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  1. #1
    Incredible Member tib2d2's Avatar
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    Default Who pays who with creator-owned comics?

    I'm trying to understand the basic business model of an Independent comic publisher like IDW, Image, Dark Horse, etc and creator owned titles.

    You have the creator, who owns the rights to the character and title. You the creator's own company/imprints (skybound, top cow, etc). And you have the publisher, Image or IDW, etc.

    Who pays who? Does the Publisher pay the imprint a flat rate for the rights to print and sell the comics to the distributor? Does the Imprint get a piece of the sales if the print runs are higher than normal?

  2. #2
    Ultimate Member MajorHoy's Avatar
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    Probably depends on the agreement between the publisher and the creator(s)?

  3. #3
    Meteor Freak Personamanx's Avatar
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    It varies significantly. But from what I read, you don't expect a publisher to pay you anything unless you give up some media rights. Otherwise you front most of the cost yourself, and hope that it pays out eventually.

  4. #4
    Incredible Member tib2d2's Avatar
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    But this is why I'm confused. Who's actually giving money to the imprint? Does the Publisher keep all revenue from the issues sales?

  5. #5
    Ultimate Member MajorHoy's Avatar
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    Quote Originally Posted by tib2d2 View Post
    But this is why I'm confused. Who's actually giving money to the imprint? Does the Publisher keep all revenue from the issues sales?
    Again, depends on what was agreed to by both sides as to who gets what money in the long run.
    I would assume the money for the actual ordered/purchased comic book probably goes initially to whoever printed/supplied the comic book to distributors / the digital service, and then it would likely be up to whoever published the actual comic book to make sure the other parties involved are paid whatever they are owed per the agreement, but I don't think we can say for sure that's the way it is in every single case.

    By the way, why are you asking?

  6. #6

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    Quote Originally Posted by tib2d2 View Post
    But this is why I'm confused. Who's actually giving money to the imprint? Does the Publisher keep all revenue from the issues sales?
    Varies, I would imagine. Companies like Dark Horse and IDW tend to offer contract work, with page rates and everything for their licensed properties (think Alien vs. Predator, Transformers, etc.). When the intellectual property of a comic does not lie with a company, but remains with the creator(s), I'm assuming some sort of arrangement is negotiated instead. It's clearer with Image, who kinda fly the creator-owned banner highest.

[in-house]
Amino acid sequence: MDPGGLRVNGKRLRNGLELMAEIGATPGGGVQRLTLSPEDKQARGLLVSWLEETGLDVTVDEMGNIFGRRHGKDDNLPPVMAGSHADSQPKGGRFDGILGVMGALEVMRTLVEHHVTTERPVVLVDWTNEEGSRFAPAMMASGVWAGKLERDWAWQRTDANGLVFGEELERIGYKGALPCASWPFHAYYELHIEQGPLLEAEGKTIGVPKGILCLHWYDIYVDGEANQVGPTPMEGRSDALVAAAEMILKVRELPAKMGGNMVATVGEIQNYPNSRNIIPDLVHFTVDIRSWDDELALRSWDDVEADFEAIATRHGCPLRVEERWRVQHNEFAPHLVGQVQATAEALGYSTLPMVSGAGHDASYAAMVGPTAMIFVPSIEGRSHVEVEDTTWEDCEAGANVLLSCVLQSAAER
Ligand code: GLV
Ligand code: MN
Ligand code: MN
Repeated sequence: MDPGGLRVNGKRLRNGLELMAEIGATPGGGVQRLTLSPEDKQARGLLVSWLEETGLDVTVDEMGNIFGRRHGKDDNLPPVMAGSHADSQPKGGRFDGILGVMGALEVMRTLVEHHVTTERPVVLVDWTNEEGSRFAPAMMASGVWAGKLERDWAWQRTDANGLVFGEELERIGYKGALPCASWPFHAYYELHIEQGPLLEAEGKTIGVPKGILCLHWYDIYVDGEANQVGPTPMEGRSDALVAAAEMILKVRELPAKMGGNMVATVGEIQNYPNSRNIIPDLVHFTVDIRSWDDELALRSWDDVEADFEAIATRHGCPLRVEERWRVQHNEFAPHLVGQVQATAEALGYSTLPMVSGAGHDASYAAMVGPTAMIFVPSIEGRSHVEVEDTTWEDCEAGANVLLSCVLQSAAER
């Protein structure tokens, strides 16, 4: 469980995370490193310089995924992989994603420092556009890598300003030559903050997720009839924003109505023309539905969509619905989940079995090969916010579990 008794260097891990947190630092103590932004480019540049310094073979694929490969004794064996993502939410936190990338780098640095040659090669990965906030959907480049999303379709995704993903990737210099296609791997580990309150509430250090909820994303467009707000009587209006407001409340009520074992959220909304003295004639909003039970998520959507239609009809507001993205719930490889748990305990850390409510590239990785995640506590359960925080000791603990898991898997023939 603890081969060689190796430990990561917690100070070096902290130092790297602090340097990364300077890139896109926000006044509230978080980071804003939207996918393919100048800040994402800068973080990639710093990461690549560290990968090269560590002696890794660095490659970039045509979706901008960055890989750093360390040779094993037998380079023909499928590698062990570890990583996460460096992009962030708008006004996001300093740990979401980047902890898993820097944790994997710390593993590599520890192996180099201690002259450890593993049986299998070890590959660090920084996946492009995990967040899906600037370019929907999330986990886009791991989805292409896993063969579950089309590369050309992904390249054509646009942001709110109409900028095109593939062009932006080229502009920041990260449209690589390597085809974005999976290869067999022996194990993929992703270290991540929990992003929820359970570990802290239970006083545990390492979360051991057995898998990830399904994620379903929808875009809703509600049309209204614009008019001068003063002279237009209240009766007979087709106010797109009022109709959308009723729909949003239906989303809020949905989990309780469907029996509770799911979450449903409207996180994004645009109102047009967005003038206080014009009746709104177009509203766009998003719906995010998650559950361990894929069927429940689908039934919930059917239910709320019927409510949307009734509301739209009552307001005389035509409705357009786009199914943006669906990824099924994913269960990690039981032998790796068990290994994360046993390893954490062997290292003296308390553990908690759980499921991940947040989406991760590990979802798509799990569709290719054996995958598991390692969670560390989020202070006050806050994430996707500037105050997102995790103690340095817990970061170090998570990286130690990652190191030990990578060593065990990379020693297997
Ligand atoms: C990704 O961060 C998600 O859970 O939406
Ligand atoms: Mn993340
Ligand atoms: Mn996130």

Here's how Image did it, at least a few years ago, if I remember correctly: a creative team comes up with a comic series/graphic novel. They pitch it to Image, who would usually offer a flat printing rate (barring some options like nicer paper stock etc.), plus a small percentage-based fee to keep Image headquarters running. I believe there was a moment where they dropped that fee over single issues entirely, since trade paperback collections did so well.
    So creators would pay Image a more-or-less fixed cost up front (depending on print run size). Any profit made over the comic goes directly to the creators; whether they sold 1 issue or 100,000. Again, I do think Image asked for some sort of percentage-based fee, but I'm blurry on the details.

    That's why, at least a few years ago, you saw a massive influx of major creative talents coming to Image: they could bring in established audiences from Marvel/DC. While publishing through Image did mean they'd have to fork up the printing costs up-front, the take-away at the end was equal or bigger than the pagerates Marvel/DC could offer, even at much lower print runs.
    Additionally, since they owned the intellectual property, those creators could then also leverage those in adaptation deals. Mark Millar routinely sold adaptation rights to 20th Century Fox and now Netflix for example; Boom! Studios has (had?) a "first look" agreement with 20th Century Fox for all the creator-owned comics published through them.

    Bear in mind I don't have any experience working in this industry, and things may have changed a bit too. But you would fairly regularly hear jubilant creators about how titles at Image averaging 8-10k monthly sales would result in higher profits than working on licensed comics doing triple those numbers. And you had full creative control, without company-mandated cross-over events derailing your series for half a year, so you can see why it is/was appealing to creators.

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